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Until the 1980s, Vancouver was a typical mid-sized North American city. But after the city hosted Expo 86, something extraordinary happened. This otherwise unremarkable urban centre was transformed into an inspiring world-class city celebrated for its livability, sustainability, and competitiveness. This book tells the story of the urban planning phenomenon called “Vancouverism” and the philosophy and practice behind it. Writing from an insider’s perspective, Larry Beasley, a former chief planner of Vancouver, traces the principles that inspired Vancouverism and the policy framework developed to implement it. A prologue, written by Frances Bula, outlines the political and urban history of Vancouver up until the 1980s. The text is also beautifully illustrated by the author with 200 colour photographs depicting not only the city’s vibrancy but also the principles of Vancouverism in action.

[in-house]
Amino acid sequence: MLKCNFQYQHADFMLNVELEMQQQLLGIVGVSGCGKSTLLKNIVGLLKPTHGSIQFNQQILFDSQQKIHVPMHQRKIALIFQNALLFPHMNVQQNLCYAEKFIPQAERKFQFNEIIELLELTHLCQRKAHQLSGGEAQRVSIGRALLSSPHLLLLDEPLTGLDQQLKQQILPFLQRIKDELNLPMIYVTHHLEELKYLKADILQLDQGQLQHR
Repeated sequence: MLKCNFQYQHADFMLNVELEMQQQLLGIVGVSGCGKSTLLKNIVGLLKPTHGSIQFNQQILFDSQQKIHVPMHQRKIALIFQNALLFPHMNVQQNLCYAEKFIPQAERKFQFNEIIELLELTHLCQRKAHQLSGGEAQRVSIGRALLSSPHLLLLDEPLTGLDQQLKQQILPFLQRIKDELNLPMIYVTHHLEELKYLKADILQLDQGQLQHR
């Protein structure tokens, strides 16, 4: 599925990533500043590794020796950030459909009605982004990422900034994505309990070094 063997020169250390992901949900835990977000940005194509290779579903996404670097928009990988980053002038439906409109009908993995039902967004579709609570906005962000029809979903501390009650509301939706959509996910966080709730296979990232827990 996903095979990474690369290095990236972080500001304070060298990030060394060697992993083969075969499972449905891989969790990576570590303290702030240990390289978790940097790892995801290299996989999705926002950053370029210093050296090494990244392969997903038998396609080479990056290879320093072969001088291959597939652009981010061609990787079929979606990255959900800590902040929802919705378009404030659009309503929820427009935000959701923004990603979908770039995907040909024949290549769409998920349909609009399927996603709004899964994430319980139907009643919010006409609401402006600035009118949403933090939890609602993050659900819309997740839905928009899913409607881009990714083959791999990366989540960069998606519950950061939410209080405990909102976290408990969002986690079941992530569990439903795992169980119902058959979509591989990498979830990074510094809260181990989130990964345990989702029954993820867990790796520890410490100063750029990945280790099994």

424 pages

Table of Contents


The Beginnings | Frances Bula

Part 1: What Is Vancouverism?

1 Setting the Stage

2 A Unique Context for Urban Innovation

3 Counter-Intuitive Perspectives for Shaping a City

Part 2: The Key Urban Principles of Vancouverism

4 Neighbourhoods

5 Transportation Choices

6 Diversity

7 Urban Design

8 Environmental Responsibility

9 Public and Private Collaboration

Part 3: The Future of Vancouverism

10 New Iterations and Lessons Learned


A Special Urban Experience

Notes; Index

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